National Review and The Economist heap more dirt on Lott's political grave.

Incidentally, I vehemently disagree with Paul Krugman's take, even if it's, um, shall we say “heavily informed” by some of my posts. I certainly don't think the president is pulling a Lott here; rather, Bush can't publically push Lott out the airlock without giving the Senate GOP a chance to do it themselves first.

CNN is reporting that Lott will give a press conference in his hometown of Pascagoula, Miss., at 5:30 pm Eastern/4:30 pm Central. (I'm probably not going to be online to report on it, but I'm sure you'll see it on CNN.)

Eric Stringfellow's column in today's Clarion-Ledger is a must read.

Jonathan Karl reports on CNN that Bush spokesman Ari Fleischer refused to answer reporters' questions about whether or not Bush accepted Lott's apology as genuine. The man is toast.

Condemned to repeat it (blah, blah) (updated)

Time's Karen Tumulty reports that Our Man Trent “helped lead a successful battle to prevent his college fraternity from admitting blacks to any of its chapters”. Quoth Tumulty on the early 1960s incident:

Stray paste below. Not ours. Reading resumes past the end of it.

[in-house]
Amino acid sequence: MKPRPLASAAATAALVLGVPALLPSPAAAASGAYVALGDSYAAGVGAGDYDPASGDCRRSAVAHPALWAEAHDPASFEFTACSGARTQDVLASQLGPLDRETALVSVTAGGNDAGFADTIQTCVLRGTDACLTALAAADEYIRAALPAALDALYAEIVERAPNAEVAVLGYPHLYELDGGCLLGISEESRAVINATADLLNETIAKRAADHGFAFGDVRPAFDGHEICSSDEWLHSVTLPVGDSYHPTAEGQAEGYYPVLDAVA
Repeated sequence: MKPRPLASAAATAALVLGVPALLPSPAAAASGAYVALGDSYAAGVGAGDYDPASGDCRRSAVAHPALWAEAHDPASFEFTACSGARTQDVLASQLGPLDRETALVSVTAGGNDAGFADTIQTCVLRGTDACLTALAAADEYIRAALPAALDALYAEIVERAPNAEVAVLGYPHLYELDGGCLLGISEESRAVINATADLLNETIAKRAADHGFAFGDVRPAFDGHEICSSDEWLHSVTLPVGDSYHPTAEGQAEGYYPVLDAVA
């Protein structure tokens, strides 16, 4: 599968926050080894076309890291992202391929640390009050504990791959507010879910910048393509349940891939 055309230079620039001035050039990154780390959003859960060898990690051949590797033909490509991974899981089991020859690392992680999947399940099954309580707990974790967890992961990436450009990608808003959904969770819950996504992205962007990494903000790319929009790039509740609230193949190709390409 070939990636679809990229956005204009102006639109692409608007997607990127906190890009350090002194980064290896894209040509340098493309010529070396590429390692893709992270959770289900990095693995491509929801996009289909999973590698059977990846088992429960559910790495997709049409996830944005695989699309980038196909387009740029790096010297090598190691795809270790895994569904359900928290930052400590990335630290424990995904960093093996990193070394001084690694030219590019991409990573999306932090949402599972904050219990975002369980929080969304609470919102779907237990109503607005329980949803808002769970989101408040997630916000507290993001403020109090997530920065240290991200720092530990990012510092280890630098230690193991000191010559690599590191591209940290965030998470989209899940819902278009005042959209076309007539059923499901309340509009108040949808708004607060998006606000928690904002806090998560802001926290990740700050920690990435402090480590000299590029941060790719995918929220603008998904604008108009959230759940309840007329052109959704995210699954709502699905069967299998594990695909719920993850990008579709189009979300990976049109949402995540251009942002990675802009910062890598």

Sigma Nu's executive secretary Richard Fletcher, a legendary figure in the fraternity, pleaded with the Sigma Nus to find some common ground between those who wanted to integrate and those who didn't, [former CNN president Tom] Johnson says. But the southerners were unbending about permitting no exceptions to the all-white policy. With their chapters threatening a walkout, the fraternity voted overwhelmingly to remain all-white.

(Emphasis mine.) Now, let's flash back to 1948. From Houghton-Mifflin's “Reader's Companion to American History”:

In 1948, the Democratic National Convention was splintered by debate over controversial new civil rights planks that had been proposed for addition to the party platform. Adoption of the planks, urged by a group led by Hubert Humphrey of Minnesota, was resisted by delegates from southern states. In the middle, trying to hold together the New Deal coalition he had inherited from Franklin D. Roosevelt, was President Harry S. Truman. As a compromise, he was prepared to settle for the adoption of only those planks that had been in the 1944 platform. But Truman's own civil rights initiatives, including the formation of the Committee on Civil Rights and the Fair Employment Practices Commission, had advanced the civil rights debate to a new level, and he could not turn the clock back. The planks were adopted, prompting thirty-five southern Democrats to walk out. They formed the States' Rights party, which came to be popularly known as the Dixiecrats.